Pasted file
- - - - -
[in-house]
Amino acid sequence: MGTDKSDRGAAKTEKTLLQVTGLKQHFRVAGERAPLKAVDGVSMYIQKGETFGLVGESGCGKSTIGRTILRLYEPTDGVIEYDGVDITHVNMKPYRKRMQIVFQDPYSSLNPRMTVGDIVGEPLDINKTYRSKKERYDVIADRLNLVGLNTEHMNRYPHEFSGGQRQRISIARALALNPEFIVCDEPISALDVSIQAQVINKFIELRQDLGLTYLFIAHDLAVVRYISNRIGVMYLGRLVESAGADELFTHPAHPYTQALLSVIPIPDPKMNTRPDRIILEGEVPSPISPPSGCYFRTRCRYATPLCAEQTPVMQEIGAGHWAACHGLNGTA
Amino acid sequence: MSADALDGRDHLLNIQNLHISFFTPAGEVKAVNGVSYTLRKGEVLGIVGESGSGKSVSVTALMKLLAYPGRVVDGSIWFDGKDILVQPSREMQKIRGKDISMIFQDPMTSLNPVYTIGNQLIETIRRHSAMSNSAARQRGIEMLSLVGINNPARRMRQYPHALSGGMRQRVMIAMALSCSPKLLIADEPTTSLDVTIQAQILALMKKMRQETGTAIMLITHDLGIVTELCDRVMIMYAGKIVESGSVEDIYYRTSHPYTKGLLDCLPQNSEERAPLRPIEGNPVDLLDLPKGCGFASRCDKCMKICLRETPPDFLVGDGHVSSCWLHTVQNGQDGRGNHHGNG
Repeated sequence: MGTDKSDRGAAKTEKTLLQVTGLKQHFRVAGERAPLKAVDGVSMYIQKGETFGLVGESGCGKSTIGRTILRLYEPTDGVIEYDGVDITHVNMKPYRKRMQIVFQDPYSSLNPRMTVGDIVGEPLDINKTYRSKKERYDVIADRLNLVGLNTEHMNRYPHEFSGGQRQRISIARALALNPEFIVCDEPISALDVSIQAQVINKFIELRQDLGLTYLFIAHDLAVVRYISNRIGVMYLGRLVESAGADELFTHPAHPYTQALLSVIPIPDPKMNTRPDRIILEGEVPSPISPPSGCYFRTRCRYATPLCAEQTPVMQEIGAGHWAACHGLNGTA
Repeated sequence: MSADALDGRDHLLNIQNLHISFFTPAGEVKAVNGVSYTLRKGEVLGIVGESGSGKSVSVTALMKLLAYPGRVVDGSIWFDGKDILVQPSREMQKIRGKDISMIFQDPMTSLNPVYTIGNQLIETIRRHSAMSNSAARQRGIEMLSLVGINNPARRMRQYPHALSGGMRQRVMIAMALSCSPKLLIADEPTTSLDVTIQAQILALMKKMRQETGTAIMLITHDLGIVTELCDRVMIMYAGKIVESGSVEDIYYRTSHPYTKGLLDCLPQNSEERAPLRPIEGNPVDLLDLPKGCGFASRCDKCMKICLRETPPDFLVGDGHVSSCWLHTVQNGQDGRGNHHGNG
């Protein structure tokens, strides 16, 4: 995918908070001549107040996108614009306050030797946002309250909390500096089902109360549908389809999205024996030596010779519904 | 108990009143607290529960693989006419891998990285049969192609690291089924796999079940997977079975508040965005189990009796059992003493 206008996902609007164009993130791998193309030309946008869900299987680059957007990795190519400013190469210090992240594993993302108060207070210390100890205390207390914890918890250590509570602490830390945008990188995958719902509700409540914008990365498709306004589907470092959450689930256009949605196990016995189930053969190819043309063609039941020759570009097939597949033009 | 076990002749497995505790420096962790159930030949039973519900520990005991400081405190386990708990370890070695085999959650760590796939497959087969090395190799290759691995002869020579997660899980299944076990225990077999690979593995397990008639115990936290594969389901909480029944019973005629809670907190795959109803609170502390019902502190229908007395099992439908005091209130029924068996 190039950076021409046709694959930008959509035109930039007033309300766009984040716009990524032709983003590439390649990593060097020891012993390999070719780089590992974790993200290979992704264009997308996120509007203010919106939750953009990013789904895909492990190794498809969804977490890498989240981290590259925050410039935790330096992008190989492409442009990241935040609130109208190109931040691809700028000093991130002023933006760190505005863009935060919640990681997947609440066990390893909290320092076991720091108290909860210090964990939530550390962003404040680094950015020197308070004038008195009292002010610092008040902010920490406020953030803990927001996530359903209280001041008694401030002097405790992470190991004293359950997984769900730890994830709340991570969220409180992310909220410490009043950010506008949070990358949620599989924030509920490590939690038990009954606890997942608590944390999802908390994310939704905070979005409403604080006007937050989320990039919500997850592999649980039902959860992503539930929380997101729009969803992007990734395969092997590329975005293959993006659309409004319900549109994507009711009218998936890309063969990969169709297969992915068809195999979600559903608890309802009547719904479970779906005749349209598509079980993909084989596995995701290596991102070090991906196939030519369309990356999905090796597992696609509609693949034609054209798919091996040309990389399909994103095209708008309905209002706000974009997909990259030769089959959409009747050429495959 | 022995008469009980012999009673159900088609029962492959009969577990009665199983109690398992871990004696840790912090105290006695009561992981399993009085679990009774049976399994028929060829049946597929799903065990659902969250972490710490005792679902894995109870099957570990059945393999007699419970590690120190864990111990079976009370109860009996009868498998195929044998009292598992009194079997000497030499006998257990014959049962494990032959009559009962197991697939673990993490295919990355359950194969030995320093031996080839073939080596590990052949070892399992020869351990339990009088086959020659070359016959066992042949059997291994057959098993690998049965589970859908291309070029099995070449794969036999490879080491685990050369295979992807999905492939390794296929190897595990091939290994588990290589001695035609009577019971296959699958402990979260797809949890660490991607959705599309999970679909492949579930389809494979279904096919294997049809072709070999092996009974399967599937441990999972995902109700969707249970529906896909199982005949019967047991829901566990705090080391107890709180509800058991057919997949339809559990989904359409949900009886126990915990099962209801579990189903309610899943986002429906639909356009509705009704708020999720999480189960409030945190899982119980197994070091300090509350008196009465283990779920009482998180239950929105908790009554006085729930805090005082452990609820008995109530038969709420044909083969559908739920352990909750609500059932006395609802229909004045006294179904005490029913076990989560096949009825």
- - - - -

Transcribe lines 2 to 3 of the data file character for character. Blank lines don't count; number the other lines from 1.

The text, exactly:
Amino acid sequence: MGTDKSDRGAAKTEKTLLQVTGLKQHFRVAGERAPLKAVDGVSMYIQKGETFGLVGESGCGKSTIGRTILRLYEPTDGVIEYDGVDITHVNMKPYRKRMQIVFQDPYSSLNPRMTVGDIVGEPLDINKTYRSKKERYDVIADRLNLVGLNTEHMNRYPHEFSGGQRQRISIARALALNPEFIVCDEPISALDVSIQAQVINKFIELRQDLGLTYLFIAHDLAVVRYISNRIGVMYLGRLVESAGADELFTHPAHPYTQALLSVIPIPDPKMNTRPDRIILEGEVPSPISPPSGCYFRTRCRYATPLCAEQTPVMQEIGAGHWAACHGLNGTA
Amino acid sequence: MSADALDGRDHLLNIQNLHISFFTPAGEVKAVNGVSYTLRKGEVLGIVGESGSGKSVSVTALMKLLAYPGRVVDGSIWFDGKDILVQPSREMQKIRGKDISMIFQDPMTSLNPVYTIGNQLIETIRRHSAMSNSAARQRGIEMLSLVGINNPARRMRQYPHALSGGMRQRVMIAMALSCSPKLLIADEPTTSLDVTIQAQILALMKKMRQETGTAIMLITHDLGIVTELCDRVMIMYAGKIVESGSVEDIYYRTSHPYTKGLLDCLPQNSEERAPLRPIEGNPVDLLDLPKGCGFASRCDKCMKICLRETPPDFLVGDGHVSSCWLHTVQNGQDGRGNHHGNG